Muscat: Nasal and eye swab tests for camels in Oman found five out of 76 samples positive for Middle East respiratory syndrome coronavirus (MERS-CoV), and genetic sequencing showed that they were closely related to human viruses in the region, findings published by Eurosurveillance, a European peer-reviewed scientific journal, claimed.
This study was funded by the University of Veterinary Medicine, Vienna and was carried out in close cooperation with various ministries in the Sultanate.
The findings, reported in middle of this week by Eurosurveillance, add more evidence of zoonotic transmission and hint that dromedary camels could be the direct reservoirs.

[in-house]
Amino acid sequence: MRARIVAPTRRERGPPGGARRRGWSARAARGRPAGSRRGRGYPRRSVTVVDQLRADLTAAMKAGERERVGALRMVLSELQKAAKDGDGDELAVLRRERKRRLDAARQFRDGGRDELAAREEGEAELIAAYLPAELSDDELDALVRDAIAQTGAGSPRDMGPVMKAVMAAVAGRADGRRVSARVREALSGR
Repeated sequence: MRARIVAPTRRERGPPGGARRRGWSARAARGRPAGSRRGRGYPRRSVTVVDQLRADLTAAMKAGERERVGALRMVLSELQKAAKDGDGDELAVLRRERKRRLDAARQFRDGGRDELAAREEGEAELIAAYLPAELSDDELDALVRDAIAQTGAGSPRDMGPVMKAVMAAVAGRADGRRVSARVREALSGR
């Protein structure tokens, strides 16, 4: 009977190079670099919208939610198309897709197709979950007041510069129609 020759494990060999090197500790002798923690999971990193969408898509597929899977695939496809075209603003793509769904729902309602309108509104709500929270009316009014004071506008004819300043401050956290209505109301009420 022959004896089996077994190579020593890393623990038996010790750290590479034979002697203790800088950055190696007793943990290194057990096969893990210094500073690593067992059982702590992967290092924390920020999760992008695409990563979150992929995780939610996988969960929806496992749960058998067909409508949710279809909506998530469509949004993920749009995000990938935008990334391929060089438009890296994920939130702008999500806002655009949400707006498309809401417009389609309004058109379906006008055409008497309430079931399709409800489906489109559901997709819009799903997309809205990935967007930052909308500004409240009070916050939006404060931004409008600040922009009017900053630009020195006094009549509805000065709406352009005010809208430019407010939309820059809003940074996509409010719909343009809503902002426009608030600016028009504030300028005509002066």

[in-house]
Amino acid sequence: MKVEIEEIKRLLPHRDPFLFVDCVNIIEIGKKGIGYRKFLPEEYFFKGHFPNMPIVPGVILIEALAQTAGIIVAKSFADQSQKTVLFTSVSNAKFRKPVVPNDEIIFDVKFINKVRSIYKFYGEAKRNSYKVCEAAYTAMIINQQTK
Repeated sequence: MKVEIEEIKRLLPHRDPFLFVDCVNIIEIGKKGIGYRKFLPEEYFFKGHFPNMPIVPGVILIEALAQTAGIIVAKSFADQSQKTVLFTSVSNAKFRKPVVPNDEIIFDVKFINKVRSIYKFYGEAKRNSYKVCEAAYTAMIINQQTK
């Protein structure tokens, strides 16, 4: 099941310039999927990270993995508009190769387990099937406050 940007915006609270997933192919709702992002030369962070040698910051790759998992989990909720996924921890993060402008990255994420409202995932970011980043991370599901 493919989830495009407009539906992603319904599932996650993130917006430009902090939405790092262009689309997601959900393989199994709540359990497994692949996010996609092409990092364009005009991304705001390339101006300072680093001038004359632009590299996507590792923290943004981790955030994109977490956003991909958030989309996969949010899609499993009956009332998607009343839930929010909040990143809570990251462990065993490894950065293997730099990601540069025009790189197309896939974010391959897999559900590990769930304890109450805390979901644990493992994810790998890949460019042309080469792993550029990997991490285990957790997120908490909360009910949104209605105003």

The researchers also noted high viral loads in the swabs, building a case for respiratory transmission.
The group collected samples from 76 dromedary camels across Oman in December 2013. The animals were different ages, breeds, and belonged to both genders.
The investigators conducted two MERS-CoV reverse transcription quantitative polymerase chain reaction (RT-qPCR) tests on the samples, and retested the ones that were positive. They used gene sequences from the positive samples to perform a phylogenetic analysis.
The five positive samples from the Omani camels were identical to each other and highly similar to those from camel samples from Qatar and Egypt.